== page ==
Brazil researchers now say China’s Sinovac vaccine is 50% effective — lower than announced earlier

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Covid-19 vaccines developed by China’s Sinovac Biotech are displayed during a press conference in Beijing on Sept. 24, 2020.

Wang Zhao | AFP | Getty Images

The Covid-19 vaccine developed by China’s Sinovac Biotech is just 50.4% effective in a Brazilian trial — barely meeting the threshold for regulatory approval and well below the initially reported efficacy rate, according to several media reports.  

Brazil is the first to complete late-stage trial of the vaccine CoronaVac. The state-run Butantan Institute has been criticized by scientists and health experts for a lack of transparency in making public its trial data.

The institute reportedly delayed releasing trial results three times — which it blamed on a confidentially clause in its contract with Sinovac — and last week announced partial data that showed an efficacy rate that was later revised much lower.

Butantan said last week that CoronaVac was 78% effective among volunteers with mild to severe infections, reported the Wall Street Journal. But the institute said Tuesday that the overall efficacy rate fell to 50.4% when including “very mild” cases that did not require medical assistance, the Journal reported.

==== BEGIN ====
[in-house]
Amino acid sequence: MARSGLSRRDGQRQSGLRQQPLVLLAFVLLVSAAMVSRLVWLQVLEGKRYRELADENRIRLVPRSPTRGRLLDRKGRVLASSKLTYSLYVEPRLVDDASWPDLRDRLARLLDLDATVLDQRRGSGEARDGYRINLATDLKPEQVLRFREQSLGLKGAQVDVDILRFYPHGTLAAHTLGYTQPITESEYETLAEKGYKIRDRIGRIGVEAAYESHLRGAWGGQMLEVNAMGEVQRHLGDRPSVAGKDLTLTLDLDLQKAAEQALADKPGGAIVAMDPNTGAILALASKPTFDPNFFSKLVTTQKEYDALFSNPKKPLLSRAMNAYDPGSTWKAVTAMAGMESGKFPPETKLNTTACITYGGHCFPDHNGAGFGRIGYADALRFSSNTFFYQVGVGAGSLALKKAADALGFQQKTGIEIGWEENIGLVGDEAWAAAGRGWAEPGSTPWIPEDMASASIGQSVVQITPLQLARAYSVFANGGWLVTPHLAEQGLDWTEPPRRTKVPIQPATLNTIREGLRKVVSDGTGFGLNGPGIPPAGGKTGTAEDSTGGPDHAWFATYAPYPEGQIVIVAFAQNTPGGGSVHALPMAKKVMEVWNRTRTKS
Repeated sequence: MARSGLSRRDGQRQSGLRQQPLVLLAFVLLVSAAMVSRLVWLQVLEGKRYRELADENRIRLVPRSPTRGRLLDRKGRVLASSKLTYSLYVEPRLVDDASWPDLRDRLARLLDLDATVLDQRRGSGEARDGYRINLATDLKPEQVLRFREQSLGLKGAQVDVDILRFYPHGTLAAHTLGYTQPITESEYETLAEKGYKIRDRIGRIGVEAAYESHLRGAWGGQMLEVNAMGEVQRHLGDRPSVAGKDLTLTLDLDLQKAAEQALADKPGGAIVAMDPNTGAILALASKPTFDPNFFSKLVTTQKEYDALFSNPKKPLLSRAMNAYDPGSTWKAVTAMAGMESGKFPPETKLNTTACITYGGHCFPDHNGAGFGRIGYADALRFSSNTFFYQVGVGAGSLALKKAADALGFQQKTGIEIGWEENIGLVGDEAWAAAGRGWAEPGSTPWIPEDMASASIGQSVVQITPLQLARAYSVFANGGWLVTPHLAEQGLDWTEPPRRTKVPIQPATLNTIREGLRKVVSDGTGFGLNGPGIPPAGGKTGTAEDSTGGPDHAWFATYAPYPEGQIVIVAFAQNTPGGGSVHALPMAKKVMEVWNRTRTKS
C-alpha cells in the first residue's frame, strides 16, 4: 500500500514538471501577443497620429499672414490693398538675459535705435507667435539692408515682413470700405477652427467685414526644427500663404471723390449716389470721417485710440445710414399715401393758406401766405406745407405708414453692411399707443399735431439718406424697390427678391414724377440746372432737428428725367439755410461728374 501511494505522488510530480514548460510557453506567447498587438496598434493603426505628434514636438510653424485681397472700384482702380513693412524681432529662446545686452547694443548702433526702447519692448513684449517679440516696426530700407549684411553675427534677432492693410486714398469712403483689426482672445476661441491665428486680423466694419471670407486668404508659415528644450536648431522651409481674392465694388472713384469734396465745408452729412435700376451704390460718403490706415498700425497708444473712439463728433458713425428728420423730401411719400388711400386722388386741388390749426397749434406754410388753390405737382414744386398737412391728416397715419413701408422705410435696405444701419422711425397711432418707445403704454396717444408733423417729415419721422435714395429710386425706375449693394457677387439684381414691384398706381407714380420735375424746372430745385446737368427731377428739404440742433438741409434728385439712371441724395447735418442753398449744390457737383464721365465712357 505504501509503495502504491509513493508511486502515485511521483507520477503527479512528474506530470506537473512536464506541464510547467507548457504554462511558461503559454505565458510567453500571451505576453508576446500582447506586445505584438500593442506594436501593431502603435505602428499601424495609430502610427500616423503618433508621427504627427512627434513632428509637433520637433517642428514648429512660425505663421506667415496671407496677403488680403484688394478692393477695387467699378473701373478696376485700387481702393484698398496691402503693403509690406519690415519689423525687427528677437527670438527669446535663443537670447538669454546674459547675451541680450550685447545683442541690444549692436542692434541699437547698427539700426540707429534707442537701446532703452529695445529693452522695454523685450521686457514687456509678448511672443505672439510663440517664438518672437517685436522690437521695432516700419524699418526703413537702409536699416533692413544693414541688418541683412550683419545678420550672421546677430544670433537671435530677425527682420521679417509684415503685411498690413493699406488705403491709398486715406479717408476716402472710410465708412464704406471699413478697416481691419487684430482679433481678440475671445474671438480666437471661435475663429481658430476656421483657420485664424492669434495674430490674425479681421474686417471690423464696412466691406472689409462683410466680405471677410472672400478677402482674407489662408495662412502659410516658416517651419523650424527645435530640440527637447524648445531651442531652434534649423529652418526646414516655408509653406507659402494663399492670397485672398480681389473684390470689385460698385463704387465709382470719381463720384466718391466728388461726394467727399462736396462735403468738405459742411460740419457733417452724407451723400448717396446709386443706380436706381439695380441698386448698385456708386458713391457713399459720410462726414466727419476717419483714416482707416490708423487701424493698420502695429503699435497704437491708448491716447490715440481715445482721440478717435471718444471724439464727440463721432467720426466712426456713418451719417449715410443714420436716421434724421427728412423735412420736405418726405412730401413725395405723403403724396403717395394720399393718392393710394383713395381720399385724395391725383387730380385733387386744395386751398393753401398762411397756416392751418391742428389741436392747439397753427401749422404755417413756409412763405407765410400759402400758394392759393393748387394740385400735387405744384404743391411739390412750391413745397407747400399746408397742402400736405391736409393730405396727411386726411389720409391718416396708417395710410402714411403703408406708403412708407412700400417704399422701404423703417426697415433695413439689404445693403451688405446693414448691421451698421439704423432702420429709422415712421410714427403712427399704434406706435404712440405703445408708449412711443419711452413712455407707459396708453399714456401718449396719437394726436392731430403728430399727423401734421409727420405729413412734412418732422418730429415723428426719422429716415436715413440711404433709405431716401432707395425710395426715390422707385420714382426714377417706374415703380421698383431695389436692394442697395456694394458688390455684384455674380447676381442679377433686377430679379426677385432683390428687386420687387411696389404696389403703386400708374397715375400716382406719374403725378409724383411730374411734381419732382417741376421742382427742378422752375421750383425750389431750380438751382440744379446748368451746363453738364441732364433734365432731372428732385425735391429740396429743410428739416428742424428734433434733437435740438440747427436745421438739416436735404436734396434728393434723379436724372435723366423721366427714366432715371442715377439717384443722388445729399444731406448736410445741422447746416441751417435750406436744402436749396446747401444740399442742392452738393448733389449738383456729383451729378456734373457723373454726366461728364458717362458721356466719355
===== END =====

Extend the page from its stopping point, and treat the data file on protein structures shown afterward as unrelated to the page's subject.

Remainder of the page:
In comparison, Covid vaccines from PfizerBioNTech and Moderna were found to be about 95% effective in their late-stage trials.

Sinovac did not immediately respond to CNBC’s emailed request for comment.

Hope for China’s vaccines

Brazil and other developing nations have pinned their hopes on Chinese vaccines as wealthier countries snap up vaccines developed in the West.

Sinovac’s CoronaVac vaccine is also cheaper and easier to transport because it can be stored in ordinary refrigerators — unlike the vaccines from Pfizer-BioNTech and Moderna that must be kept at subfreezing temperatures.

The South American country has reported more than 8.1 million Covid infections in total, the third highest number globally, according to data compiled by Johns Hopkins University. The country’s death toll of over 204,000 is the second highest in the world, Hopkins data showed.

Butantan has requested for CoronaVac to be authorized for emergency use, reported Reuters. Brazil’s health regulator Anvisa, which has stipulated a minimum 50% efficacy rate for vaccines in the pandemic, said it will meet on Sunday to decide, the news agency said.

Trials in other countries

In addition to Brazil, other developing countries including Turkey and Indonesia are also conducting trials on CoronaVac.

Indonesia on Monday approved the vaccine for emergency use — the first country outside China to do so after interim data from a late-stage trial showed that CoronaVac was 65.3% effective, reported Reuters.

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